Lance Price, Where Power Lies: Prime Ministers V the Media, Simon and Schuster, £20.
As the BBC political correspondent, Nicholas Jones incurred Alastair Campbell’s enmity by objecting to his underhand deployment of spin. Here he finds Campbell’s deputy still spinning off-the-record.
Lance Price provides an engaging mea culpa for his days as a Downing Street press officer under Tony Blair. But he weakens his credibility by presenting a demolition job on Gordon Brown’s Premiership which is based almost entirely on un-attributable quotations from anonymous sources.
As Alastair Campbell’s deputy for four years, Price had a ringside seat in what he says was a government “obsessed with spin and counter-spin” and which struggled to come to terms with the debilitating fault line imposed by the Blair/Brown feud.
His book gives a blow-by-blow account of the difficulties which Prime Minister Blair faced having a Chancellor who was (rightly) convinced Downing Street was willing to “brief viciously against” him.
I applaud Price for acknowledging now that when he spoke to the news media in his role as an unelected politically-appointed special adviser the “public had a right”to know his name. He had “clearly got a lot of power” and I respect his revelation that he and two other special advisers in Downing Street at the time – Andrew Adonis and Geoff Mulgan – shared his view that they should have been identified on the Downing Street website.
More is the pity that his plea for greater transparency is then exposed as a charade by a chapter which argues that the infamous claim that Gordon Brown was “psychologically flawed” does not even “come close” to describing the reality of life under a Prime Minister who is “psychologically and emotionally incapable of leadership of any kind”.
Price gets carried away with his Blairite v Brownite narrative but the reader yearns for the openness which the author has trumpeted. His lurid tale – and the above quotations -- are based, surprise, surprise on the comments of a vast array of anonymous sources. His cast list of the unnamed beggars belief: “one adviser said”; “one person who has witnessed it”; “Another person said”; “said one civil servant”; “some of his closest advisers said”; and so it goes on. I longed to read the opinion of the Downing Street cat or even the fox which has sometimes been seen scurrying past the No.10 front door.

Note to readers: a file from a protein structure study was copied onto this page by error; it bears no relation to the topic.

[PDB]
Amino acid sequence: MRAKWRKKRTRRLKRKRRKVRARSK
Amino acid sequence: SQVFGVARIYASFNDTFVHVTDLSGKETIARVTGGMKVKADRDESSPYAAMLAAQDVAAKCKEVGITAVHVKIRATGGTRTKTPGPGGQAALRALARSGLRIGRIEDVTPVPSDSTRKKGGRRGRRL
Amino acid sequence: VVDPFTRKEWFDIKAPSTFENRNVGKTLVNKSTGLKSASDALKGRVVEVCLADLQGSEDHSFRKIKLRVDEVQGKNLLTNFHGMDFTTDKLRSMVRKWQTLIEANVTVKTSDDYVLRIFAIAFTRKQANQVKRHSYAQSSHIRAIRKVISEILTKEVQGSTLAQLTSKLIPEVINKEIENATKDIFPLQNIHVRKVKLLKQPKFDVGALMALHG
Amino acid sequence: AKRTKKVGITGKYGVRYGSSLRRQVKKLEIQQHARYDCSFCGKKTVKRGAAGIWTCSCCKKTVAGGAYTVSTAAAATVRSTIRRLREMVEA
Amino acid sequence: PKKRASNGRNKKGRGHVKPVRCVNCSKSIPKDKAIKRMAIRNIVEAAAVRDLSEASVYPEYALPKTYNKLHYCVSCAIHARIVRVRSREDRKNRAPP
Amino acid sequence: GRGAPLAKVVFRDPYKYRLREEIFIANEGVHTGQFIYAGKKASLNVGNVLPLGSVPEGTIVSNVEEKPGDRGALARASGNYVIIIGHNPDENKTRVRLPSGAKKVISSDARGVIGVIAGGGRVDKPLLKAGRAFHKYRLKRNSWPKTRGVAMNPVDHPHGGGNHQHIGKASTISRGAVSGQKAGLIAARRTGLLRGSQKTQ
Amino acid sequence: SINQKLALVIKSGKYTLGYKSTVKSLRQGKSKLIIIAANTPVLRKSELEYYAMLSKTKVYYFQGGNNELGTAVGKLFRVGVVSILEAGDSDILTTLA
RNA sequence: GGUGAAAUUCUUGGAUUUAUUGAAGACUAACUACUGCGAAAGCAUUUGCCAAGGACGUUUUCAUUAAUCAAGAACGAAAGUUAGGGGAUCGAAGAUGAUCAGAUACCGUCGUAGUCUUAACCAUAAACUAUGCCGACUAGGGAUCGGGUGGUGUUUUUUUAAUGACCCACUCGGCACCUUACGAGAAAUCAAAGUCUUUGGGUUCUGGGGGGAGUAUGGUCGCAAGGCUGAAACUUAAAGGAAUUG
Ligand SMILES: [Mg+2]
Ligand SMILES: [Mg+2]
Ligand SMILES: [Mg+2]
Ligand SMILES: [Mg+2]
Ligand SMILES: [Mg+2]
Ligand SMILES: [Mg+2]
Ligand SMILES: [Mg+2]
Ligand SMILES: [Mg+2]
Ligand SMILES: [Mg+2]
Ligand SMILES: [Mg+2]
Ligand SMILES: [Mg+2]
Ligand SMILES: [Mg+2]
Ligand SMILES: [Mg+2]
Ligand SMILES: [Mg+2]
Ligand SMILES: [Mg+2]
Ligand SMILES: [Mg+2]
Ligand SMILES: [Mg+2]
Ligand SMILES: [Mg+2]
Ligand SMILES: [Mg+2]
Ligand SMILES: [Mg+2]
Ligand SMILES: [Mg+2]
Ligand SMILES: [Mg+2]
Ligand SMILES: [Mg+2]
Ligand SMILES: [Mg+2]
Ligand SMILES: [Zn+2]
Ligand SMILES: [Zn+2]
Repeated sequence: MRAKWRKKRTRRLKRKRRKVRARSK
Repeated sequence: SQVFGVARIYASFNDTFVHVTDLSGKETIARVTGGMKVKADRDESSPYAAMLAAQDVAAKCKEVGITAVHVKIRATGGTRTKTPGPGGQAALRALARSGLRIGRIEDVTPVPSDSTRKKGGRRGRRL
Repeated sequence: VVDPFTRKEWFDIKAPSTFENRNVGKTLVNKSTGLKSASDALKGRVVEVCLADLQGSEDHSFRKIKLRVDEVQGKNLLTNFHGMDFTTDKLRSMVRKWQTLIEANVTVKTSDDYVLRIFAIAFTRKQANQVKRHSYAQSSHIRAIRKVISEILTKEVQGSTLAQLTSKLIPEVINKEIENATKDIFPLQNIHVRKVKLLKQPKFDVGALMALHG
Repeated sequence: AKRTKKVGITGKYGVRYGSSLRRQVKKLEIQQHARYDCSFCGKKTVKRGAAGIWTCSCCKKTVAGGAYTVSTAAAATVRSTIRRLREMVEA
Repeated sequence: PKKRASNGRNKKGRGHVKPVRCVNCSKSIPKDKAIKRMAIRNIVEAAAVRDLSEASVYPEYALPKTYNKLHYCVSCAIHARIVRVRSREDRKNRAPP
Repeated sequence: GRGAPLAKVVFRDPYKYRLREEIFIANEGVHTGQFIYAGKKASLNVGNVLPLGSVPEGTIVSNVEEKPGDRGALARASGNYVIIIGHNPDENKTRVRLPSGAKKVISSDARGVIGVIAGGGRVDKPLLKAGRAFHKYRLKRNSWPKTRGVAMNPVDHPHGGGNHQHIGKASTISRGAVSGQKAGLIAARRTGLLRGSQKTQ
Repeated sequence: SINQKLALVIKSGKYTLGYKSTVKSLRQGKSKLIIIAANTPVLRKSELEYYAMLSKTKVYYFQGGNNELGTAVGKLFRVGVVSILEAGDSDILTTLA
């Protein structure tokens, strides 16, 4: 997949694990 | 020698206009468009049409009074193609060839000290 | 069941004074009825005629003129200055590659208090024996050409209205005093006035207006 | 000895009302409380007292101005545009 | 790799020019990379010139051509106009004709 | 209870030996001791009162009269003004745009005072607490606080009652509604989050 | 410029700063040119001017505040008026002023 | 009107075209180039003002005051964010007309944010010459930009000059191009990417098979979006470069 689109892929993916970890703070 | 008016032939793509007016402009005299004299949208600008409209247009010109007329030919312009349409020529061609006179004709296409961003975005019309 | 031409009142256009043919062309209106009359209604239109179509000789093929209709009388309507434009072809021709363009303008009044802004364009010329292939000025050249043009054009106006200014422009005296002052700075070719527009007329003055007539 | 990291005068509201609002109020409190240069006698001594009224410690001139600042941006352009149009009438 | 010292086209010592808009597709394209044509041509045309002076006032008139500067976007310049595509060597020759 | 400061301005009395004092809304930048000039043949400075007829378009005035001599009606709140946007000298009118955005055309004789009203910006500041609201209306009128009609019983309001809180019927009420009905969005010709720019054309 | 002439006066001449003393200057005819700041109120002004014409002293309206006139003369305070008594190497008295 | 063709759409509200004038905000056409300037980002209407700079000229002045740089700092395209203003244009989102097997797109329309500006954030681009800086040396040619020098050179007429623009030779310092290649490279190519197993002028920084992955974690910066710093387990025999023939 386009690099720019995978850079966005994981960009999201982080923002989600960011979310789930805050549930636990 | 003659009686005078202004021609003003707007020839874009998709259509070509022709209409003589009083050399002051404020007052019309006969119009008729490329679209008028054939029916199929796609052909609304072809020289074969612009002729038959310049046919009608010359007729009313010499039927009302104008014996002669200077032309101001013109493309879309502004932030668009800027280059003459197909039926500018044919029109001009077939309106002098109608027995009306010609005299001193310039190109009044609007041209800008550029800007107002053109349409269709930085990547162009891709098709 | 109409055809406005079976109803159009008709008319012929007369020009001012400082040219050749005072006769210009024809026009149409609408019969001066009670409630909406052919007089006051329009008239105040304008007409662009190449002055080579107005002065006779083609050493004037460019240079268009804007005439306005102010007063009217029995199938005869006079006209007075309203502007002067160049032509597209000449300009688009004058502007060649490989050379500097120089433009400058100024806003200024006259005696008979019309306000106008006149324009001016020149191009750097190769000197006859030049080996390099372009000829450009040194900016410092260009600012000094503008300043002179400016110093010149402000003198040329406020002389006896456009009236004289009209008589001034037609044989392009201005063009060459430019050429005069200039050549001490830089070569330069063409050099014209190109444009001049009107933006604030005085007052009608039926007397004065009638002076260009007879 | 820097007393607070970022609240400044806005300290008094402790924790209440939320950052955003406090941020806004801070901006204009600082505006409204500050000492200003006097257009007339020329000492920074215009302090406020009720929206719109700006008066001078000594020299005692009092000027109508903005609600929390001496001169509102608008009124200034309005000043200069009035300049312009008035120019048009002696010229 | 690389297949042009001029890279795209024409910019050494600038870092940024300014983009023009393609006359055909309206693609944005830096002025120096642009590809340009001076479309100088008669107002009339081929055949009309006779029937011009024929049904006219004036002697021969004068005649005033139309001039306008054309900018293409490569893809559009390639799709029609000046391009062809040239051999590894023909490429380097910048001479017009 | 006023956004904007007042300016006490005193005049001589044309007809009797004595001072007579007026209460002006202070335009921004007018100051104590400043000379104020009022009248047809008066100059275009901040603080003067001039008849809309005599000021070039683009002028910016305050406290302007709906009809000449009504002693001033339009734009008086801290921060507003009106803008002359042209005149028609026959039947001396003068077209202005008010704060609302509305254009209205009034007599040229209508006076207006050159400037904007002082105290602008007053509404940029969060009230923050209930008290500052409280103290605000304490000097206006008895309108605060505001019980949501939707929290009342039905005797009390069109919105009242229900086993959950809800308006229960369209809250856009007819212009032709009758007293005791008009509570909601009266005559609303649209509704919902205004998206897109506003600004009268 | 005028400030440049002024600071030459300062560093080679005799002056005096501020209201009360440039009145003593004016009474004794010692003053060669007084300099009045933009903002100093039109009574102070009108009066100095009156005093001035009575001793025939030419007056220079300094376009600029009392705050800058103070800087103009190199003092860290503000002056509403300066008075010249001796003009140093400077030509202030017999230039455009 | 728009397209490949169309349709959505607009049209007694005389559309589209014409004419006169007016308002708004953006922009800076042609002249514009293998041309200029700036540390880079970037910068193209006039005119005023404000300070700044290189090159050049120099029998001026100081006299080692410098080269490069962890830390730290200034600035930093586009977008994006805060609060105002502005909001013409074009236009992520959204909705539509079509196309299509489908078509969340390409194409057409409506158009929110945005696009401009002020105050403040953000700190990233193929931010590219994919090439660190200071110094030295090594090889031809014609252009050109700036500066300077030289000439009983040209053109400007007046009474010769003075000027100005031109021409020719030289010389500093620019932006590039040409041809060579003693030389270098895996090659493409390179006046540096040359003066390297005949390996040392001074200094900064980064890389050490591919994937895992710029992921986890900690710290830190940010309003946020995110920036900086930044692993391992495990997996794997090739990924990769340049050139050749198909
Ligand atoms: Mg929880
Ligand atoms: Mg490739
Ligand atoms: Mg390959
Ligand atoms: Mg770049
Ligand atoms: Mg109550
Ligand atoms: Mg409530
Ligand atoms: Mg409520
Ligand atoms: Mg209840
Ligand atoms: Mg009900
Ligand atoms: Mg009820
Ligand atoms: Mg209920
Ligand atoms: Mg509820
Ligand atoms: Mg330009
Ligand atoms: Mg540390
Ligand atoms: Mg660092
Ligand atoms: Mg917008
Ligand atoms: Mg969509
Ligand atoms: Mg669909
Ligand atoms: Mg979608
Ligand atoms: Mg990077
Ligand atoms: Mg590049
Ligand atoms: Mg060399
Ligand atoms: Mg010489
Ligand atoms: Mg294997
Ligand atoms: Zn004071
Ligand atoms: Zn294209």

Having shared a desk with Price in the days when he was a BBC political correspondent, I am happy to admit the error of my ways. I often had no alternative but to use anonymous sources as the basis of news stories. In my final years with the BBC – and subsequently as a writer and commentator – I have done all I can to source quotations. My practice of revealing their identity has often worked to my disadvantage.
When Price left the BBC in 1998 to join Blair’s staff in Downing Street I knew that I would never be among his favoured clientele. Indeed, I considered Downing Street’s willingness to trade in un-attributable tip- offs and gossip one of the worst aspects of Alastair Campbell’s regime.
In my opinion Price, like Campbell, had few inhibitions about disregarding the code of conduct in his contract, requiring temporary civil servants to refrain from engaging in “political controversy” and to “avoid personal attacks”. In February 1999, when Downing Street mounted a covert attempt to thwart Ken Livingstone’s bid for the Labour nomination for Mayor of London, I noted in my own diary that Price asked if the BBC Westminster Live programme wanted the No.10 press office to help find a Labour MP to “bash Ken”.
Price lays much blame at the feet of political correspondents because of their addiction to scoops. Stories which he helped journalists with, and which often appeared as the “splash”, were based “partly on something that I had said which was an exaggeration, a distortion sometimes, of the truth”.
Again Price has underlined another compelling reason for identifying special advisers and forcing them to offer journalists quotations which are always on the record and not needlessly or gratuitously off the record.
Perhaps the most chilling of his observations is that Blair was entirely at ease with the media-management techniques which Campbell and his acolytes deployed. “None of us who worked for him felt in any way inhibited by the sense that he might disapprove of what we were up to”.
From my own personal experience I could say the same about Margaret Thatcher. Her press secretary Bernard Ingham was as ruthless as Campbell in ridiculing and bullying journalists who sought to question her government. But in fairness to Ingham I would point out that he at least confined himself to government business and did not engage in the underhand party political power play which became one of the hallmarks of New Labour’s spin doctors.
My own hunch is that David Cameron, like Thatcher and Brown, will keep himself at arm’s length from the day-to-day goings on in the Downing Street spin machine should he become Prime Minister next May.
While I might argue with Price for failing to identify the sources of the lurid quotes he uses, I agree entirely with him that Brown is at fault for trying to micro-manage the government’s attempt to command the news agenda. A Prime Minister who tries to become a player in the market place of media manipulation is almost certain to end up losing control of the government.